Fortunately for Our Heroes, an interstellar drive that could push one fourth of Earth’s moon across the light years would easily provide enough energy to destroy the mother ship. Although it seems like a long shot to stake planetary survival on a lucky secondary explosion of the power plant (and which one of Our Heroes had a schematic with a big red “X” on it anyway?) humanity really had nothing to lose. The question is, would anyone have wanted to be in the same solar system (not to mention in close orbit) when it went off like a mini-nova, outshining the Sun itself? Assume Mama Locust was at Lunar orbit. Since Luna is about 60 Earth radii away, Earth subtends about 1/7200th of the sky from there. At the instant of destruction, a 550 km shell of just-molten iron would have illuminated the exposed hemisphere with a minimum of 17 megaton-equivalents of light per second. As the fireball expanded over time and radiated its energy to space, Earth would ultimately intercept 1/7200th of the total energy release—three billion megatons—i.e., on the order of thirty Dino Killers. By the inverse square law, the closer the mother ship orbited, the more energy would be received. Estimating the chance of survival on the surface after all that is left as another exercise for the reader.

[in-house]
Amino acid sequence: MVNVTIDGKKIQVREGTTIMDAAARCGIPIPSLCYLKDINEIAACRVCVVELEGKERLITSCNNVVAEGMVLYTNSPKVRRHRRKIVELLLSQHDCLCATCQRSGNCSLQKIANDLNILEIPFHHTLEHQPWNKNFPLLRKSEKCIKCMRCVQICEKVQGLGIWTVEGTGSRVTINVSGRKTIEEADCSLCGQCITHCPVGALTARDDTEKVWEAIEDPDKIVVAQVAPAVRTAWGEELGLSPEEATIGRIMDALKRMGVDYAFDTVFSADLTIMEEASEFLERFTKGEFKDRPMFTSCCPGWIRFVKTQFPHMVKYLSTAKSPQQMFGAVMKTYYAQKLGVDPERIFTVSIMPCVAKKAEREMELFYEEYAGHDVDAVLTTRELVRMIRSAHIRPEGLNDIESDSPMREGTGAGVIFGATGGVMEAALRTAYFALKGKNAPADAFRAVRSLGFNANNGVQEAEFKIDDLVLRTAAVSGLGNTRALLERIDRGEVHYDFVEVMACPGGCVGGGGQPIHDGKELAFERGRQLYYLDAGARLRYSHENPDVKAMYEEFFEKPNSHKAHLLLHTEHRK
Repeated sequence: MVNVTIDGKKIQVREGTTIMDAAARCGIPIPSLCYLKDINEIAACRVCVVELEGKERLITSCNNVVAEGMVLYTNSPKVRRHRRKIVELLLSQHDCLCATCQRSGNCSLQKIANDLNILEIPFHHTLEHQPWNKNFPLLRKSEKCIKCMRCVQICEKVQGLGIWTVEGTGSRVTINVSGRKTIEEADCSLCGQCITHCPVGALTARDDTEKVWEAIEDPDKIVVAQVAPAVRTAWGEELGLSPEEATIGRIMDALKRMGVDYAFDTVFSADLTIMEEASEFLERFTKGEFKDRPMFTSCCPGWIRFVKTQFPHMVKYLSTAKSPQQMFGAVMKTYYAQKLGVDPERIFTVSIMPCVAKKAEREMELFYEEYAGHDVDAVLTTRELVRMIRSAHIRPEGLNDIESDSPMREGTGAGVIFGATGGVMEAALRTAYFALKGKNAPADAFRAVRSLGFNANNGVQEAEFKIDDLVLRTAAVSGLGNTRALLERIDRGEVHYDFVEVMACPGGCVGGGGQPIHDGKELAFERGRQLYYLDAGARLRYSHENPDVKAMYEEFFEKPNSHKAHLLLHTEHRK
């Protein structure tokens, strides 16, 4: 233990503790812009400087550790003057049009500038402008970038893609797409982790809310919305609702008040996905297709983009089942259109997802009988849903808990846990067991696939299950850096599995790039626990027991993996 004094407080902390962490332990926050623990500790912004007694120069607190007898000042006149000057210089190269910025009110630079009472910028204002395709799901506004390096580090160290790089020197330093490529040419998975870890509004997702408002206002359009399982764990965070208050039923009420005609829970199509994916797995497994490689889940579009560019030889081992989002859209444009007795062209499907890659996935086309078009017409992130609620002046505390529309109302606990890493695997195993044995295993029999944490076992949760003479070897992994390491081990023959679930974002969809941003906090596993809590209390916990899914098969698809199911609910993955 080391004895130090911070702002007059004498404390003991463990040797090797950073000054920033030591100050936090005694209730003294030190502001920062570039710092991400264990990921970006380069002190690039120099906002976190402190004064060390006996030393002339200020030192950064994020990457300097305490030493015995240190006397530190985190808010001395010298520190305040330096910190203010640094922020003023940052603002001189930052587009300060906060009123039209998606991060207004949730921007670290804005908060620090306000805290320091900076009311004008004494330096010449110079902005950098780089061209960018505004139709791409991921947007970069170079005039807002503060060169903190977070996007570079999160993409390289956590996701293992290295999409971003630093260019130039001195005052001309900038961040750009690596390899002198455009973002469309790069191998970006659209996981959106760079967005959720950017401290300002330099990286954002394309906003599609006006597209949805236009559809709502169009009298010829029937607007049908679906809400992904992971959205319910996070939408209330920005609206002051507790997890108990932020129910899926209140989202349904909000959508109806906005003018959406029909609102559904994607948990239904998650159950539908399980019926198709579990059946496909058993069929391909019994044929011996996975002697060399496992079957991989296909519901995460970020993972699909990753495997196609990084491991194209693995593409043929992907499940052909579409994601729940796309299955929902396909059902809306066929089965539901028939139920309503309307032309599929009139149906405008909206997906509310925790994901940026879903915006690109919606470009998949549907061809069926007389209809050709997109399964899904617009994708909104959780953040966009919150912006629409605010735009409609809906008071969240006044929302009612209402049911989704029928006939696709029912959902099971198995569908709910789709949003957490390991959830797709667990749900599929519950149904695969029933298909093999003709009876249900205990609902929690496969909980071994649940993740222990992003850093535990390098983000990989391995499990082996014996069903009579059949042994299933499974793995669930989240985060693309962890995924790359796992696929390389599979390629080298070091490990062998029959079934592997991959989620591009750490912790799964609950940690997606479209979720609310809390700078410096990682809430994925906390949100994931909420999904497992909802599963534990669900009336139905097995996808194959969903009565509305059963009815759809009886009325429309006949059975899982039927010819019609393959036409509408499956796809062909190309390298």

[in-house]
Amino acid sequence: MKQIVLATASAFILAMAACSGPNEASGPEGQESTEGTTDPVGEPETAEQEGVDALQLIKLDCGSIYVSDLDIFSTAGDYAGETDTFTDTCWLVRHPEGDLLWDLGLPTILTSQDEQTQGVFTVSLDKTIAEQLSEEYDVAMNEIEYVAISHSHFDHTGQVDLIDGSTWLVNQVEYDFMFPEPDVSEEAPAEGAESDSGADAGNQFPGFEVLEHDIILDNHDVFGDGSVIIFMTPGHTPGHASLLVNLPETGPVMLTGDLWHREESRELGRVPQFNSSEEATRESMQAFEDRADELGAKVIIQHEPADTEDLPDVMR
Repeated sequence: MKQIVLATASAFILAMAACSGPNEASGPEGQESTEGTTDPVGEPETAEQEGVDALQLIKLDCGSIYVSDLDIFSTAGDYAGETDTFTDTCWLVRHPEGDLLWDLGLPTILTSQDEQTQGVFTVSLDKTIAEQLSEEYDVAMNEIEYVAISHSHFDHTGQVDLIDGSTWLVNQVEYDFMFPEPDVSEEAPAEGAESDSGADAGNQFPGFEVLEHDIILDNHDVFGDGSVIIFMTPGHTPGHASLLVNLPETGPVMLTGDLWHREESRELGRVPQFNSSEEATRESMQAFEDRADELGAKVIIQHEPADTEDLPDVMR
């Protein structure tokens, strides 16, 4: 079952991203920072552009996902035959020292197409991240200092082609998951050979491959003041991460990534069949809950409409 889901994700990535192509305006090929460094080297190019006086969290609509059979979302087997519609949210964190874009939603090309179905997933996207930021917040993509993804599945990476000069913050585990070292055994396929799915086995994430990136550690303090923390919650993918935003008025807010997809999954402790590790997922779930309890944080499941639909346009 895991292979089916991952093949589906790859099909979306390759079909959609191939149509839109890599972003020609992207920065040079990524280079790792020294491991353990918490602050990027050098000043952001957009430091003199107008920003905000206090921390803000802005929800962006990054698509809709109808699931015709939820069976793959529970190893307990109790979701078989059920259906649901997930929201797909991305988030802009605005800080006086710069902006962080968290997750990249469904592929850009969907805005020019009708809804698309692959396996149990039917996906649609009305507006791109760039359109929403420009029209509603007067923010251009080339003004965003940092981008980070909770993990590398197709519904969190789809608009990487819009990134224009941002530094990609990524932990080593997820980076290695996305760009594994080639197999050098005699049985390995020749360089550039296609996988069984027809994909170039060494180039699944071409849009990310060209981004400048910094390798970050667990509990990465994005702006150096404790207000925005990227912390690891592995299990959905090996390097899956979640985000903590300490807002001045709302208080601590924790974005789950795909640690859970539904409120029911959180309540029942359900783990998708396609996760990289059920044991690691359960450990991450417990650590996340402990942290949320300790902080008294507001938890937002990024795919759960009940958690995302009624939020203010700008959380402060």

Postgame Victory Bash (Smash?)

HOLE #25. After cleverly (and literally) hoisting the aliens on their own petard, any survivors (underground and in polar regions) would then have had to deal with the seismic aftereffects of the “victory.” An 800 billion ton saucer falling two miles (guesstimated hovering altitude) has 5.6 x 1018 calories of potential energy, or 5 600 megatons. Which would be converted with high efficiency to ground shock (not smoothly either), resulting in numerous earthquakes no less than 8.6 on the Richter scale. Times thirty six, i.e., shake and bake. These are numbers even tectonic plates would respect; our planet would ring like a bell. There are a few upsides, however. For instance, with present demand, people would not have to dig up a single pebble of mineral ore for the next 100 000 years, let alone recycle one more soda-pop can as the film was constantly reminding us to do. Pitch recycling instead of pitching cans, so to speak. Maybe that giant ringing sound is the empty-beer-can futures market collapsing.